|Hand pressure and ab/back strength (new question)||steves|
May 11, 2001 12:10 PM
|I read the thread way below and have a different question about excess pressure on one's hands and arms.
One poster mentioned weak abs and back muscles as a possible source of the trouble, stating that one should be able to hold the weight of their upper body and torso with just these muscles. In order to do this, the legs must resist this force, or your torso will drop, no matter how strong your abs and back are, because your rear is not bolted to the seat, and the mass of your torso and head are in front of your seat. When you use your legs to support your back to support your toro, this fouls with the pedal stroke. I've tried many times to do what was recommended, but it messes up my pedal stroke, turning it from somewhat round, to very square. This greatly increases the pressure on the soles of my feet, reducing my ability to lift at the back of the stroke. I see people doing this, and their torsos bob with every pedal stroke.
When I have experimented with holding my toro up without holding onto the bars(and using my legs to resist,) I slide forward on the seat, causing pain there. I cannot tilt the seat up enough to correct the sliding and still retain blood flow to my manhood.
I rest my body weight on the seat, and try to use my legs for pedalling only. This must be terribly wrong, because the pressure on my hands is quite painful.(Yes, I've tried all types of positions, and aside from a bike with a 60degree seat tube and a microscopic TT, my CG is in front of the seat, resulting in my body trying to rotate forward toward the bar, and placing all my weight on my hands.)
I really just want to enjoy being out on the road. Any suggestions?
|As Sheldon Brown says, it's called a saddle, not a seat,||bill|
May 11, 2001 12:54 PM
|because you don't sit in it. You kind of perch on it and pivot around it as one of your five contact points with the bike -- two arms, two legs, one taint. |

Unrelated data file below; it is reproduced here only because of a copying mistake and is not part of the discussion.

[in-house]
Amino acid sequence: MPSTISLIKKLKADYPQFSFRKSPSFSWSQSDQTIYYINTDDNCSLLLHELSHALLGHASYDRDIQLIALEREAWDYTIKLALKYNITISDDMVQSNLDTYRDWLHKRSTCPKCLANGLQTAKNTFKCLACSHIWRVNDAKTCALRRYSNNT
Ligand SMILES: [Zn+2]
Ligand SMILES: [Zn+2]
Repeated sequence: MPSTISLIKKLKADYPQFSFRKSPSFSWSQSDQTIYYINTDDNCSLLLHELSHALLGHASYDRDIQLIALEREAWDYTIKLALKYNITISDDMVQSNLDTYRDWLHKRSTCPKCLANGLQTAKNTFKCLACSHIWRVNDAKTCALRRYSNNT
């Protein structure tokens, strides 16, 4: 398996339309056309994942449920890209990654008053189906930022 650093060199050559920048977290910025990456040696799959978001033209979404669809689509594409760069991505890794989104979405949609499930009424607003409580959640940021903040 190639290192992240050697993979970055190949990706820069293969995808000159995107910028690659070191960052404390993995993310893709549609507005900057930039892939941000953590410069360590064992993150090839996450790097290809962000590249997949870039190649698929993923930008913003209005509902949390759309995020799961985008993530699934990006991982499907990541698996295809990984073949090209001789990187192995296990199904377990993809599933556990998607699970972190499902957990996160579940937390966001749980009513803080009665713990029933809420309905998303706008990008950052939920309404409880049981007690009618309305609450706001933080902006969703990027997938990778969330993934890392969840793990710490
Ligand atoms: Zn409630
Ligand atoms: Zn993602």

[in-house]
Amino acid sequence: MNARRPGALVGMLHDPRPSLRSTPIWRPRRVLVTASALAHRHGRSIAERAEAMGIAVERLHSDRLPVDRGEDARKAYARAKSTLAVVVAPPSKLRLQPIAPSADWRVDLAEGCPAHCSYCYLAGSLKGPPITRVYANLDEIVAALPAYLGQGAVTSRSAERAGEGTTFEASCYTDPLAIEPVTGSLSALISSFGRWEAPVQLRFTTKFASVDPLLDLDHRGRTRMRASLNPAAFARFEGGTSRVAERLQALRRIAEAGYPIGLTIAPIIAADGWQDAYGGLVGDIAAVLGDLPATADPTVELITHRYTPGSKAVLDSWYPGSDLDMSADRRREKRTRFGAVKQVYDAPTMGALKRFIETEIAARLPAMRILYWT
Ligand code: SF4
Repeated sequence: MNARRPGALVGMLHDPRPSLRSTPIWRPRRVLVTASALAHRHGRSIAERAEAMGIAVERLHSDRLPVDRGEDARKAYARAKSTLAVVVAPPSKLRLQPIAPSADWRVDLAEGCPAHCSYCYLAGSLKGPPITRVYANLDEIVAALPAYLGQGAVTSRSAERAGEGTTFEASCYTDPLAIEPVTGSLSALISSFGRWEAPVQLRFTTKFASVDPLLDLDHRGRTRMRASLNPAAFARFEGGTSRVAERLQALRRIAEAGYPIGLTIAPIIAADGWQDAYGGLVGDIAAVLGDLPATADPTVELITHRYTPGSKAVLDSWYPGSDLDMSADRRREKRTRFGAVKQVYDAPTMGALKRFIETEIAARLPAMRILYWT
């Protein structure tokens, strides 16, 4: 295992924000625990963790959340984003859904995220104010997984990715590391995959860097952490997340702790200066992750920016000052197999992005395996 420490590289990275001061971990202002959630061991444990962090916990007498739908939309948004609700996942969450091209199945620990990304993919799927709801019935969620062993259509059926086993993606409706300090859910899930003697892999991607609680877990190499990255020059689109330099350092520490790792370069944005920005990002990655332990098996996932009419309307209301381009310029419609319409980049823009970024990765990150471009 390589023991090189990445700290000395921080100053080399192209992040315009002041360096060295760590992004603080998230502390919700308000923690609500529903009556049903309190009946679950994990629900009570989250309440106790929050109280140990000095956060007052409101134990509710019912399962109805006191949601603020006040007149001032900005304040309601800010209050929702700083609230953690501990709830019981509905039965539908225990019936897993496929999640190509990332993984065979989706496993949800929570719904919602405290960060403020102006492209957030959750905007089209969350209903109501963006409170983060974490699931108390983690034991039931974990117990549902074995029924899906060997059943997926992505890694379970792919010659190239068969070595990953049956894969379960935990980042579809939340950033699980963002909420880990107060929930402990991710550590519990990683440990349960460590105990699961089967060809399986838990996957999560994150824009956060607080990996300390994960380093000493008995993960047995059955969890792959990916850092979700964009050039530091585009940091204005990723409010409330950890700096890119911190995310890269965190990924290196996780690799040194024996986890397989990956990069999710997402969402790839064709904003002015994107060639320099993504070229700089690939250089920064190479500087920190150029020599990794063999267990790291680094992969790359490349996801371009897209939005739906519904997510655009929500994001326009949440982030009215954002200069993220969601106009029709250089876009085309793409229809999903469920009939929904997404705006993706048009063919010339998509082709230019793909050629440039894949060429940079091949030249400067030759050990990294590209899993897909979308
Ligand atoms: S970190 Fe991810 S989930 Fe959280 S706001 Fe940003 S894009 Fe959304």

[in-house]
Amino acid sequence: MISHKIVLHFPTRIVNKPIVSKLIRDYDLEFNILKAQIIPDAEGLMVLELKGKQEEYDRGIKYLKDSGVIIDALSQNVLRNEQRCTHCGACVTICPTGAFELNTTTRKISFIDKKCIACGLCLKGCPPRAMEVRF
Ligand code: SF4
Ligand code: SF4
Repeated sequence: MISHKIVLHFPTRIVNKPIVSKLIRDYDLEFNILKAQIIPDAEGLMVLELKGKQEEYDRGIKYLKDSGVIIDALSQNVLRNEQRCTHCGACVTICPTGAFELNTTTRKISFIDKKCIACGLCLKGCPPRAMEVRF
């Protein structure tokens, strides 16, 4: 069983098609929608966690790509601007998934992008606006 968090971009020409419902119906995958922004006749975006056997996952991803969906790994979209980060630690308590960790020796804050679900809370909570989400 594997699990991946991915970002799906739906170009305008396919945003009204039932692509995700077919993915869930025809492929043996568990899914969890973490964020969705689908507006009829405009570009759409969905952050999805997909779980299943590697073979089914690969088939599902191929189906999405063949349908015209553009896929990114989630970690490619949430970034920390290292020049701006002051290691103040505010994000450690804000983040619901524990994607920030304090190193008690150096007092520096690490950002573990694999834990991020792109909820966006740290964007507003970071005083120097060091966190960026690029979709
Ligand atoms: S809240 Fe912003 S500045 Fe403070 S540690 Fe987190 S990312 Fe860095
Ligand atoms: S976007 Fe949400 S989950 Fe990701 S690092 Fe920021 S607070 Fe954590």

With that in mind, you are right that you can't support all of your weight on the saddle and just use back/abs to sit on the bike. In my mind, the advice to use back/abs is more relative than absolute, to get you to avoid leaning too hard on your arms. You should keep your upper body loose and find the balance among your butt, your legs, and your arms. Keep at it, focusing on loosening your grip on the bars, keeping your elbows bent and loose, keeping your shoulders loose, and trying not to sink too far into your saddle. You'll get to a decent equipoise (although you may find that you have to adjust fit here and there as your stance changes). You'll find that your body mechanics are better and your entire bike balancing act is better, improving your bike handling. If you can't feel your bike under you as a mass balanced under you (rather than controlled by you in a death grip), than you aren't there yet. You'd be surprised at how much better the bike handles when you learn to trust it.
|So when riding a horse, you don't sit on the saddle?||jockey|
May 11, 2001 9:16 PM
|Wonderful. Do you have any other painfully masochistic hobbies?|
|re: Hand pressure and ab/back strength (new question)||ScottV|
May 12, 2001 8:10 AM
|Yes there is a problem if have pressure on your hands. When I climb as an example unless I'm standing I usually just rest the palms of my hands on the bars. That is my trunk is supporting my body and not my arms. Good back and ab muscles are important in this regard but so is a good bike position. Without seeing you on the bike it's hard to make a recommendation.|| |